Baumgardner believes that around 6000 yearsago,...[God] caused an enormous blob of hot mantle material to come rushing up at incredible velocity through the underwater midocean ridges. The material ballooned, displacing a tidal wave of sea water over the continents.... Then, after 150 days (Genesis7:24), the bubble retreated with equal speed into the Earth.
According to University of New Mexico geologist John W Geissman, this series of events would create "an enormous volcanic province in a single region. So, where is it??" Keller added, "Blobs don't just emerge and retreat...; one needs a source mechanism.... Current blobs which emerge, for example, out of a volcano or midocean ridge, are rather local and short lived...."
[A]nd the continents began re-emerging above the water, sending the runoff back to the oceans at around 100 miles an hour....Baumgardner says that this runoff would have been sufficient to create the Grand Canyon and other massive geologic features and to deposit the various sedimentary layers in about one week.
The phrase "various sedimentary layers" glosses over a great variety of geological formations, many of which could not possibly have been deposited in one week, least of all by currents traveling one hundred miles per hour. Examples of these include sediments that settled in still water, those transported by wind, and those formed by evaporation or precipitation of dissolved chemicals (Strahler, p 61, 170). Not only does one week provide too little time for sediments to be deposited, Baumgardner does not explain inter bedding of sediments clearly formed by different processes; for example, a layer formed of wind-borne particles sandwiched between layers of sediment that had settled from still water.
The US News article also does not say what kind of land surface was being eroded. Arthur Strahler's comments on erosion by forty days and forty nights of rain apply to Baumgardner's model of streams rushing back to the ocean: "Fully lithified, hard, dense rock — such as ... [various] kinds of igneous and metamorphic rock... — could withstand forty days and nights of torrential rainfall with scarcely a measurable quantity of erosional removal.... Even on the assumption that a thick (100-meter) layer of decayed rock (saprolite) was available... it would be woefully inadequate to supply the quantity needed to form all existing Proterozoic and younger sedimentary and metasedimentary rocks" (Strahler, p 201). Simply put, sudden erosion cannot explain the sheer volume of material in the earth's "sedimentary layers".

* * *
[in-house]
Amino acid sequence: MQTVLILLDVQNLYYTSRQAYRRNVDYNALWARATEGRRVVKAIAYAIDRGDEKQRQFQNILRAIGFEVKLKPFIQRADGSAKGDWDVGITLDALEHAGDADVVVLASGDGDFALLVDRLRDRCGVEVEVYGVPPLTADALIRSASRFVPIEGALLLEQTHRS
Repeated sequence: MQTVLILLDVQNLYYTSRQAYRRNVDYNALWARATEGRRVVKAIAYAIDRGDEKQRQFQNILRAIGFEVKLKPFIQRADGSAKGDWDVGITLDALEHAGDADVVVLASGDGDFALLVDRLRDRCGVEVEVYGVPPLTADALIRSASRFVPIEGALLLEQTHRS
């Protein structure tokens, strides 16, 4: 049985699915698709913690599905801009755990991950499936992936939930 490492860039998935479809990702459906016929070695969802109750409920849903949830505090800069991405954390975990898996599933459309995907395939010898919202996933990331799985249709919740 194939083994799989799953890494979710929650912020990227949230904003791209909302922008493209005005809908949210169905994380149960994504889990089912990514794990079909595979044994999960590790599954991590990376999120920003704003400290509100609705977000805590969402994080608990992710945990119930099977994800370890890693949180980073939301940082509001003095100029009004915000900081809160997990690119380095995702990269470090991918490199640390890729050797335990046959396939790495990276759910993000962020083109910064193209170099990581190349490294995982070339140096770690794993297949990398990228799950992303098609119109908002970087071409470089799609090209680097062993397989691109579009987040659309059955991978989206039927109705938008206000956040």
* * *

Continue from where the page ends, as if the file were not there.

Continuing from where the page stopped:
Almost all physicists calculate the age of the planet at 4.6 billion years because they assume that mantle viscosity...has been consistent throughout time and so use the value that applies today. They add other ingredients like the speed of the tectonic plates... and arrive at the conclusion that one full deformation cycle of the mantle occurs about every hundred million years, giving the 4.6 billion figure. But Baumgardner says scientists wrongly assume that geology happens consistently,...."If you look at the geological record," he insists, "there are fingerprints of catastrophe everywhere one looks."
G Brent Dalrymple, author of The Age of the Earth, told NCSE, "The viscosity of the planet does not enter into calculations of the age of the earth. There is no way to calculate the age of Earth from plate tectonics or from mantle convection." Boak added, "Certainly there are catastrophes in the geologic record, but they aren't the catastrophes Baumgardner describes, and they don't represent the fingerprints of God spinning up a planet last week."
Baumgardner...notes, first, that different radiometric dating methods give vastly different ages. To date rock, geologists commonly use three types of unstable (radioactive) 'parent' isotopes — samarium, rubidium, and potassium — which decay into stable 'daughter' elements.... But different isotopes yield different dates for the same rocks. As an example, Baumgardner points to the Cardenes [sic]basalt, a Precambrian volcanic rock found in the Grand Canyon's inner gorge.
In fact not three, but at least seven isotopes are used for dating rocks (Dalrymple 1991, p 80). More significantly, Baumgardner simply misinterprets what is to be learned by comparing different isotopic dates.